I never wrote this before. All this stuff.  But I have Talked about it .  Tried to make sense of it, explain my luck.  So much luck, in being relinquished with a story, rather than abandoned in a stair well, with no name or birth certificate.  Out of the blue when I was in my forties, I think, I discovered that 100 of us, yes 100 were brought over as part of a British Gvernment project in the 1960s.  International year of the refugee.  Lots of refugees from Hong Kong brought to UK on BOAC, with Dr Bernardo’s or NCH acting as intermediary.  And of those 100, i think 3 of us were relinquished, had a past and a story, something to go on, something that might help tie us back to our past, in our future, should we so wish.

And I think i always wished it.  Wanted to see faces that echoed back to me, whispered to me “you belong to me, to here,to us.  You are one of us.”

  • And now I see the echoing and the life affirming looks.  Now I see this, in my own dear children, in my little part Chinese granddaughter Phoebe.  I have 3 people who share my genes.  Amazing.
  • And there’s part f me that thinks 3, that’s enough.  I revel in the knowingness of this trio.  But I want to find out for them and for me, I want to find out more, and I want to tread on the soil of the place, of the hut where I was born.  And though I know it’s unlikely I will find my Mother, I would like to see an image of her.  A photograph.  Or hear a story from someone who knew her.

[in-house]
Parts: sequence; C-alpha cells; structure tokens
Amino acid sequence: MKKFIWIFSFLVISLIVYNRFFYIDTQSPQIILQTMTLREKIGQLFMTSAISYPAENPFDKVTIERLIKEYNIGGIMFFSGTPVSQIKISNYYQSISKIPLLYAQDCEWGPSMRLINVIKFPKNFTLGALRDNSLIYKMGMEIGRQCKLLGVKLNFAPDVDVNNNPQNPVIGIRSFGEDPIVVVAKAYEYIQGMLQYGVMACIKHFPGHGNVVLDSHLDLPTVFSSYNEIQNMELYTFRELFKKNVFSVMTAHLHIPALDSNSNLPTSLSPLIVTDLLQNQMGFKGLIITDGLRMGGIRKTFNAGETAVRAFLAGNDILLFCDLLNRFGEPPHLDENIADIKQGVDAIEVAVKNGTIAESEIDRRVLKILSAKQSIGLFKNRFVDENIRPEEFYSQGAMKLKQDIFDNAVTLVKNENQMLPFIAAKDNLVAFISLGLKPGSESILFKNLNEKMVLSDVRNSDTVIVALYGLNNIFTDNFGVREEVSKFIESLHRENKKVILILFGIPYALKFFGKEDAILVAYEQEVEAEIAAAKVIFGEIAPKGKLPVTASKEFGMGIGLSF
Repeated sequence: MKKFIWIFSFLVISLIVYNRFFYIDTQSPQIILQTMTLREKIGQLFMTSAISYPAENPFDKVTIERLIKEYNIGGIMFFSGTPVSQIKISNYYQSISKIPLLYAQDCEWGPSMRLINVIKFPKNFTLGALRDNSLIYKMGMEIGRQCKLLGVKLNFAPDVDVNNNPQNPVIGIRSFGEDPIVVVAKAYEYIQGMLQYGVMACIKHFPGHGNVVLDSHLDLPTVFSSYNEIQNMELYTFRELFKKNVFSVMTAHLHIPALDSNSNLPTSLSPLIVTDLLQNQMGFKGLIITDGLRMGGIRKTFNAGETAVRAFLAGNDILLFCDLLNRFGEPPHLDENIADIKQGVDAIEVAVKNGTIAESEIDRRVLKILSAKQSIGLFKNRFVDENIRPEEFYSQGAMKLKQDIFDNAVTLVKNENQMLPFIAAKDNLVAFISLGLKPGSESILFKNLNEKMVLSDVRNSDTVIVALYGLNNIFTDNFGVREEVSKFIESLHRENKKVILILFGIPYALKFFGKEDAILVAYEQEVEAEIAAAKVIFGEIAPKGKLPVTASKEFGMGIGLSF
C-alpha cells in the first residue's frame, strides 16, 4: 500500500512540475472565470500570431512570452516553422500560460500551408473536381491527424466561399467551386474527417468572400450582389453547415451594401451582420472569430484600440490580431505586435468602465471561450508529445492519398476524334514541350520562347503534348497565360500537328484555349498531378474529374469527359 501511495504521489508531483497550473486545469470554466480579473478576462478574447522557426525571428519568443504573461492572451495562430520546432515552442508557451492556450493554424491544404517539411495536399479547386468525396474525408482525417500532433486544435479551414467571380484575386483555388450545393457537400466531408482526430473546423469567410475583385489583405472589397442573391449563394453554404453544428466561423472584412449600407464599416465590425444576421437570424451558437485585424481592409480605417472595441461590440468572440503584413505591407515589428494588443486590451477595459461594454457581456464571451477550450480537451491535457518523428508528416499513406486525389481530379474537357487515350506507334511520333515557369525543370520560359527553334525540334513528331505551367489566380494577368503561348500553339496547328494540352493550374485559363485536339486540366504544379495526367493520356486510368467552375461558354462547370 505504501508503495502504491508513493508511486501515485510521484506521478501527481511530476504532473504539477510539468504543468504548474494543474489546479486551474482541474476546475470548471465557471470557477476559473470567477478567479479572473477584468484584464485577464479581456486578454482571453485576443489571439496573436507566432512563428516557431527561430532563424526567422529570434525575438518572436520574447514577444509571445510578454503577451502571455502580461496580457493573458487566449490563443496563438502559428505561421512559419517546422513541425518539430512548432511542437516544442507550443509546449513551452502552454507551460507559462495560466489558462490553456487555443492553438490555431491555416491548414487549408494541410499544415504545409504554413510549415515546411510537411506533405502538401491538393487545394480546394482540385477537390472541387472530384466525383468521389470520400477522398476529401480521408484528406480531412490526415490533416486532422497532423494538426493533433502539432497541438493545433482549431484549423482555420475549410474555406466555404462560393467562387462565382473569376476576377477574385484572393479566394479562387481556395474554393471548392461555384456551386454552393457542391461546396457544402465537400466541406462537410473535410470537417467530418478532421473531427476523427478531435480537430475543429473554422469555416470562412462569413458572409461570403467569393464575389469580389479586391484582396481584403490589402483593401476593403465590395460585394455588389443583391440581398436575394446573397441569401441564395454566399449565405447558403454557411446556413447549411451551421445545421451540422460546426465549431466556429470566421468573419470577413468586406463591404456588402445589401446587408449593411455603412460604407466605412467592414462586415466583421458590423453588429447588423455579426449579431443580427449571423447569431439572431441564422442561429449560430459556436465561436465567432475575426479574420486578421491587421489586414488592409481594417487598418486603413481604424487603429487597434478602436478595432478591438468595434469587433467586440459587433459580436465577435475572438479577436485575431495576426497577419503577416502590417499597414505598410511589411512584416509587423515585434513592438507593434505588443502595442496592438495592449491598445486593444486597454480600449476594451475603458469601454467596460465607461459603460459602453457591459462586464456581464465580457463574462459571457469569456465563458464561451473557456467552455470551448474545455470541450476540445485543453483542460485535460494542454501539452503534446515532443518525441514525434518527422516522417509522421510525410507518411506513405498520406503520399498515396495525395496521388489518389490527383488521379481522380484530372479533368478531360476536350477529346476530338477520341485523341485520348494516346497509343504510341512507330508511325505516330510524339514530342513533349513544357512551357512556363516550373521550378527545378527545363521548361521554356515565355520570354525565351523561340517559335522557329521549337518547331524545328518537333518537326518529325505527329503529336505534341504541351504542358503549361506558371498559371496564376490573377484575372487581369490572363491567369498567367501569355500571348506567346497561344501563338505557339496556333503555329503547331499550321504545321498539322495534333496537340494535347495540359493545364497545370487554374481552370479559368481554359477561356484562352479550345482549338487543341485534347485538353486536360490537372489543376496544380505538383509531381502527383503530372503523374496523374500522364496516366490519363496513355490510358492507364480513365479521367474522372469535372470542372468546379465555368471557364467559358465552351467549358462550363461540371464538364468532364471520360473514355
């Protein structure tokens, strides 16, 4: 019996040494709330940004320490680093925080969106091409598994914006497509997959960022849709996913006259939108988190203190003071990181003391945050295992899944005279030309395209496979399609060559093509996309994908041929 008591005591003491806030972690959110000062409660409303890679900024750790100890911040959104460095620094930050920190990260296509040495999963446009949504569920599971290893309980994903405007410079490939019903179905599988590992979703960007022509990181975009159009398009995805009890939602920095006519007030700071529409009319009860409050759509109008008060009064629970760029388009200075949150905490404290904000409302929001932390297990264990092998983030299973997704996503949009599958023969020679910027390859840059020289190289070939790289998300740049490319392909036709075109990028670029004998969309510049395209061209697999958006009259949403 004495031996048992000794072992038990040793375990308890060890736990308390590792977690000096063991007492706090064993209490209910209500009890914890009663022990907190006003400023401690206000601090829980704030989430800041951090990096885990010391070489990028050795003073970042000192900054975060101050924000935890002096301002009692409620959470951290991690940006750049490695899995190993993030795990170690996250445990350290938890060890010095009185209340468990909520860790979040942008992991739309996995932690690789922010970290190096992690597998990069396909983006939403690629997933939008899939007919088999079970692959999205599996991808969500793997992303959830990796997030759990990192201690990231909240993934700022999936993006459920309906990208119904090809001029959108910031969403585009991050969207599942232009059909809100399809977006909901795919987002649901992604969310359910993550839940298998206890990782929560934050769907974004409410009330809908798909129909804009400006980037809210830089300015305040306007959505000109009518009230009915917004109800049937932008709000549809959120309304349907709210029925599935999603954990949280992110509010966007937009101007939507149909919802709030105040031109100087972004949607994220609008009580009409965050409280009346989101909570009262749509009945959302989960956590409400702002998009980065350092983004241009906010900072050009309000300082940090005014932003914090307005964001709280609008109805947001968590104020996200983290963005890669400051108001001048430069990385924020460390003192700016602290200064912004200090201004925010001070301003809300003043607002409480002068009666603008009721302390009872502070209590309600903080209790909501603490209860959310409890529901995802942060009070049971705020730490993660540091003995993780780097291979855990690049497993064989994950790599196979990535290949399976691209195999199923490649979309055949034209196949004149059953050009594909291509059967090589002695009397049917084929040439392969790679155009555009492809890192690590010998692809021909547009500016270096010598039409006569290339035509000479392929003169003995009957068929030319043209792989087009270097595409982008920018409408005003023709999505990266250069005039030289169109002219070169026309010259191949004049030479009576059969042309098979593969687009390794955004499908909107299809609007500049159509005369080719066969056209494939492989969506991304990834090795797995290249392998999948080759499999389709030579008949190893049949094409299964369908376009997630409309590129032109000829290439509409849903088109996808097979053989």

So I’ve started.  I’ve come from St Ives in Cornwall, with a biggish suitcase of stuff, that I’ve whittled down to the bare minimum.  Life is better with less stuff.  Less is definitely more with regards to stuff, but not with regards to family?  I drove myself.  No mean feat for a girl who has done pirouettes on the M5 and lived to tell the tale.

And then I’ve come from Stratford upon Avon to here.  To this strange and quite eerily deserted Birmingham airport.  A massive shopping centre, and full of Buy me, Buy me.  I don’t want to buy anything.  I’m travelling ninja light.  Me and my phone, and my keyboard. Me and my hopes and my dreams.  I can see Victoria’s Secret shop and Boots, and Costa, and Wetherspoons, and Home of the Whopper.   Giraffe.  People, all on a journey to somewhere.

There’s Christmas Lights, and neon, red and green.  I’m breathing it all in deeply.  Ready and very happy to leave all of this behind.  Content, quietly excited, quietly questioning my sanity.  Ready, ready, for the next part of my journey.

Published by backstagestives

Looking for my long lost family in Hong Kong And previously.... Fell in love with coastal living 5 years ago. And moved to stunning St Ives. A place to create and grow and flourish. Got me a home and a job. And never looked back. Everyone talks and writes about the famous dead people of St Ives. Virginia and Alfred and Ben and Barbara and Peter and Wilhelmina. Well I thought I’d introduce you to some very nice folk, and they’re all very much alive and make St Ives a much the better town for it.

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1 Comment

  1. This is so beautiful Laura and so emotive. For a moment I thought I’d started reading a book – the passion and emotion is so real. I hope you’re able to continue your story and ultimately publish it. My love and strength is with you on this exciting journey although you may have to experience a few more pirouettes. Hugs xxx